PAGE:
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‘They’re like walking corpses,’ bar owner says of Texas K2 outbreak

AUSTIN, Texas (KXAN) – A threat to public safety and public health is gaining new attention from the city of Austin. In the last five years, Austin-Travis County EMS has treated thousands of people for K2 overdoses, a problem city leaders have noticed only seems to be getting worse.

So far Wednesday, 43 patients have been treated and 18 sent to the hospital. Since 2012, medics have treated nearly 5,700 people for bad reactions to K2. Calls rose to record levels in 2015, with more than 400 calls that June. Since then, the numbers remained high. The second largest uptick was just this past December.

The spike in cases only tell part of the story.

Police and EMS both say responding to the incidents has strained resources, but the problem has yet to come up at an Austin City Council meeting. The mayor’s office tells us it’s now pressing for information, to help determine what more needs to be done and how the city council can get involved. Downtown venue owners say the city’s involvement is critical.

“It seems like they’re putting out fires and at the same time that they put out one fire, another one starts,” Jason McNeely said. In the last year and a half that he’s owned Barracuda, a bar and music venue on East Seventh Street near Red River, he’s only seen the fire of K2 downtown grow.

“It’s like a scene out of ‘The Walking Dead.’ They’re like walking corpses,” he said. “I decided to start taking videos because it’s just kind of unreal. You can’t believe the things we see down here.”

McNeely told WISH-TV’s sister station KXAN he’s now seeing bodies in the streets, “just people that you can’t tell if they’re alive or dead.” He said it’s clear people who come upon these situations don’t know what to do. The only thing you really can do, McNeely said, is call ATCEMS.

“I’m always thinking to myself, ‘remember the good ol’ days of crack and heroin?’ Where you knew what to expect from people?” McNeely said, speaking to the wide range of effects K2 can have depending on the person, and the dose.

“In many cases, we see them having seizures,” ATCEMS Commander Mike Benavides explained, saying in other K2 case “we’ve seen people that are combative and act out with violent tendencies.”

ATCEMS says it recently learned the spikes are only some of what its medics are seeing. KXAN asked Benavides about a tweet they put out Tuesday, that read, “K2 UPDATE: See graphic for Incident & Patient totals #ATCEMSMedics have responded to since midnight. #TheNewNormal”

“What we were trying to convey, not only to the media but to the community and to the public is that our medics have been seeing these K2 type of numbers and responding to these K2 incidents for years,” Benavides said.

The data just didn’t reflect that – not until now. On Monday, ATCEMS instituted a “K2 alert,” much like a trauma or stroke alert, for example. “We’re able to convey what they’re seeing in a more real time and accurate basis – on a daily basis,” Benavides said.

The result is a clearer picture of exactly how many incidents are happening and where. Hint: it’s not just downtown.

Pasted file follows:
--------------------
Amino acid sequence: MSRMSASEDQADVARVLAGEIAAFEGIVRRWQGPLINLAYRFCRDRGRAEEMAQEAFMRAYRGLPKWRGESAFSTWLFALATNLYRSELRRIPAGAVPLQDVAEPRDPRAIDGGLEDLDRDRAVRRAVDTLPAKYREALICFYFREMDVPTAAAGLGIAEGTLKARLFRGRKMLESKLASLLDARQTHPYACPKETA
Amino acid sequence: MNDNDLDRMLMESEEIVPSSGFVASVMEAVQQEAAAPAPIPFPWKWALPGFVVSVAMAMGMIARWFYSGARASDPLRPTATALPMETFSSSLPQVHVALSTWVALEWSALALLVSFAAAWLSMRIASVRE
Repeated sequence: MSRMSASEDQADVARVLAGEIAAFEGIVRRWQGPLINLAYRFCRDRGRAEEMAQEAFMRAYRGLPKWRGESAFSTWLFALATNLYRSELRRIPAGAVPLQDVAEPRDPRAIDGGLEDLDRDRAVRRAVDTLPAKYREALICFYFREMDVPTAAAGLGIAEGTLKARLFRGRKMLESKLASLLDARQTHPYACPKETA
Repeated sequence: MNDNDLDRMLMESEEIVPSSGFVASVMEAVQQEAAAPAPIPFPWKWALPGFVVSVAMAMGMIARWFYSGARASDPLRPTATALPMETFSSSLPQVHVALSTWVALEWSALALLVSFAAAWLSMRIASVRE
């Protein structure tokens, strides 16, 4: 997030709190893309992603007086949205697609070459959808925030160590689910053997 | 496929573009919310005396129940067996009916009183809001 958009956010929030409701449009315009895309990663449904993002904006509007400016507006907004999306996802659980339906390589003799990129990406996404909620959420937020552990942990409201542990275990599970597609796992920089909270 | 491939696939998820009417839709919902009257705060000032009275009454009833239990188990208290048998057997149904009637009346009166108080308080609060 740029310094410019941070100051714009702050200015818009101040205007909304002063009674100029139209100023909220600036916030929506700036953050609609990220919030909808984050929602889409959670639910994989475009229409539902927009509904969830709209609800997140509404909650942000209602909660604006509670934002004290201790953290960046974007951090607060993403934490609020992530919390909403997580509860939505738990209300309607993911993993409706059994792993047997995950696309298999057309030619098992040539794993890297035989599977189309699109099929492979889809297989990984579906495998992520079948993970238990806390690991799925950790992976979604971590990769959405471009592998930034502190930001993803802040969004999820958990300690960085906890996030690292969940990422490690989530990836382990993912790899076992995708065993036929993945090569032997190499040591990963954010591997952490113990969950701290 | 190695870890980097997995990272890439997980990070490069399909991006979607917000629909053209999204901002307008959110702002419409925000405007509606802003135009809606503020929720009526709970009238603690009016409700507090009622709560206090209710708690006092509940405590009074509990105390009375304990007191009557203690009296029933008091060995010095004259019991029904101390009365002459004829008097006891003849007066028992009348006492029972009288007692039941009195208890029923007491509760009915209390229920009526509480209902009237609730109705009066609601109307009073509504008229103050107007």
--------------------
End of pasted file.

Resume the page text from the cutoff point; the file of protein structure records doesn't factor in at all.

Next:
“We’ve been seeing a surge further in east Austin and in southeast Austin, where we’re starting to see some of those upticks,” he said, adding they’re not sure if that’s because K2 is growing in that part of town or because first responders are providing so much attention to the downtown corridor, that users and distributors are relocating.

From March 1, 2012 to Feb. 28, 2017, the ATCEMS reports the top five locations with the highest K2 patient contact numbers were:

  1. 500 E. 7th St. (The Austin Resource Center for the Homeless)
  2. 3154 E. SH 71 (Austin Transitional Center)
  3. 6th St./Neches St.
  4. 7th St./Neches St.
  5. 501 E. 8th St. (The Salvation Army)

“I don’t want this to become the norm any more. This isn’t normal,” McNeely said. “The community needs to see what’s happening down here.”

Mayor Pro Tem and downtown city council representative Kathie Tovo has also been asking city staff for more information on what all the city is doing to get a grasp on K2 incidents. She did a walking tour of the area that sees the most cases last week, saying ATCEMS’s declaration of a “mass casualty incident” and recent arrests caught her attention.

KXAN also reached out to the Downtown Austin Alliance, which acknowledged K2 has become a significant problem in Austin.

In a statement, Vice President of Operations Bill Brice said,

This isn’t just a homeless problem. K2 dealers prey upon all people, particularly those of lower socio-economic levels, as K2 is inexpensive. Even with new state laws that went into effect in September 2015 making any substance mimicking the effects of banned narcotics illegal, it is still difficult and time consuming to convict people for possession and/or delivery of this substance. However, the Downtown Alliance is very encouraged by not only APD’s enforcement efforts, but also the work of the District Attorney to effectively prosecute K2 offenders. Solving this problem requires more than effective criminal justice action and EMS response. It should be dealt with as a public health emergency.”

Mayor Steve Adler, city of Austin staff and Travis County Integral Care plan to further discuss the city’s response to the rise K2 incidents at 12:30 p.m. on Thursday at City Hall.

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